Process Management and Process Mapping • When people, departments, or organizations share steps of Process Management and Process Mapping • When people, departments, or organizations share steps of a task, there is potential for “disconnects” – People may not know how their contribution benefits the end result of the process – Participants in the process may not know the goal or ultimate result of their work – People may make the wrong kind of contribution or spend time producing extra products that are not needed – A person might hold up the process by not completing their portion of the work

Minimizing “Disconnects” • A process must be understood before it can be managed or Minimizing “Disconnects” • A process must be understood before it can be managed or adjusted effectively • Implementing a new process requires planning for relationships and responsibilities • People participating in a process must get feedback from internal co-workers about their individual contributions • People participating in a process must get feedback from those who receive the services/products they produce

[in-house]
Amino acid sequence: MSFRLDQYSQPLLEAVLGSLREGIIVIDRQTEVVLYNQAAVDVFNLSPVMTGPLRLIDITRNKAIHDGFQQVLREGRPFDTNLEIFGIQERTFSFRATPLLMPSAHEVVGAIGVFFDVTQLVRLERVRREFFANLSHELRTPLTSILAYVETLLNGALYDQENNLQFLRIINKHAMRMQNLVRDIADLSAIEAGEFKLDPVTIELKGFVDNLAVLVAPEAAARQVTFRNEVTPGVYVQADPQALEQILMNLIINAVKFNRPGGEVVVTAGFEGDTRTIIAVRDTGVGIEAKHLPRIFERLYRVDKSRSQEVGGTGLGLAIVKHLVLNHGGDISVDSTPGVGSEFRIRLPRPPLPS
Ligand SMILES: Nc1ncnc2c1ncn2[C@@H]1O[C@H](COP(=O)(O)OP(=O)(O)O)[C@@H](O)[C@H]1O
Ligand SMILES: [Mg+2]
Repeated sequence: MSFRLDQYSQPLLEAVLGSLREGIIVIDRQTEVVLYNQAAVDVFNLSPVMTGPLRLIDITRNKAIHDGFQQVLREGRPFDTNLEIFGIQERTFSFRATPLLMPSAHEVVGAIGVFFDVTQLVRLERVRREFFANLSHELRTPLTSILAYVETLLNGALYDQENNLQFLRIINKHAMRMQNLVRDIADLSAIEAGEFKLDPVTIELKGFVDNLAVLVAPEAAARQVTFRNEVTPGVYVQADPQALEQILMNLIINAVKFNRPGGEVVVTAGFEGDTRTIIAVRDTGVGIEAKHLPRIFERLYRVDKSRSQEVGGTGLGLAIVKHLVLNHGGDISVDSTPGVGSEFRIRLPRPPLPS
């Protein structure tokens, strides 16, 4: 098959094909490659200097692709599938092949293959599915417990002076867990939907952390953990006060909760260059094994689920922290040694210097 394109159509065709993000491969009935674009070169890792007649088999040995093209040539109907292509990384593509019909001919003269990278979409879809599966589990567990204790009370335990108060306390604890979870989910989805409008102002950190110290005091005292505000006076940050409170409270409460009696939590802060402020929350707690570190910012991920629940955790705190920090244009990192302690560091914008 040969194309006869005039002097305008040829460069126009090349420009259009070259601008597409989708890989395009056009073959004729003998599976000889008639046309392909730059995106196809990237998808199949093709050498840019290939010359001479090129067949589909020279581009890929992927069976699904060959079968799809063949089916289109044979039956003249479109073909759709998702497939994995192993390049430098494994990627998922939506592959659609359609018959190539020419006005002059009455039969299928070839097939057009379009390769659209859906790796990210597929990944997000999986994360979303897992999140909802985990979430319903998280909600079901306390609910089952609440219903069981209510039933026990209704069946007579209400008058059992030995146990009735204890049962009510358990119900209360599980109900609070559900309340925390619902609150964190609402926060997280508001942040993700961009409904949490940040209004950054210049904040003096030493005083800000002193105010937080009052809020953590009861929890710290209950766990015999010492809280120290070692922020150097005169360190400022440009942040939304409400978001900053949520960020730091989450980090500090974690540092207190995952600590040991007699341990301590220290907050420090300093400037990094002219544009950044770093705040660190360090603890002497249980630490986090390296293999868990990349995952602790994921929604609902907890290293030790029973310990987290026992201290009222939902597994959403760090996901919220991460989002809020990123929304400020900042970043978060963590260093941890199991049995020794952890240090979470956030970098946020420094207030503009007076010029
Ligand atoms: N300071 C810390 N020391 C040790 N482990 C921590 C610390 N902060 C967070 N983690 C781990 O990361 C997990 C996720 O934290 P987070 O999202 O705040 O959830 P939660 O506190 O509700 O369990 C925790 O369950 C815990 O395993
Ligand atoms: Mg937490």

Mapping out a Process (“Is” map) • Who are the participating parties (people, departments, Mapping out a Process (“Is” map) • Who are the participating parties (people, departments, organizations)? • What is the end result/product/service of the process? • Who receives the output of the process? • THEN MAP: how does this process get accomplished currently (not how we wish it was accomplished, but how it IS accomplished) • OR, how would we like this process to be accomplished (“should” map)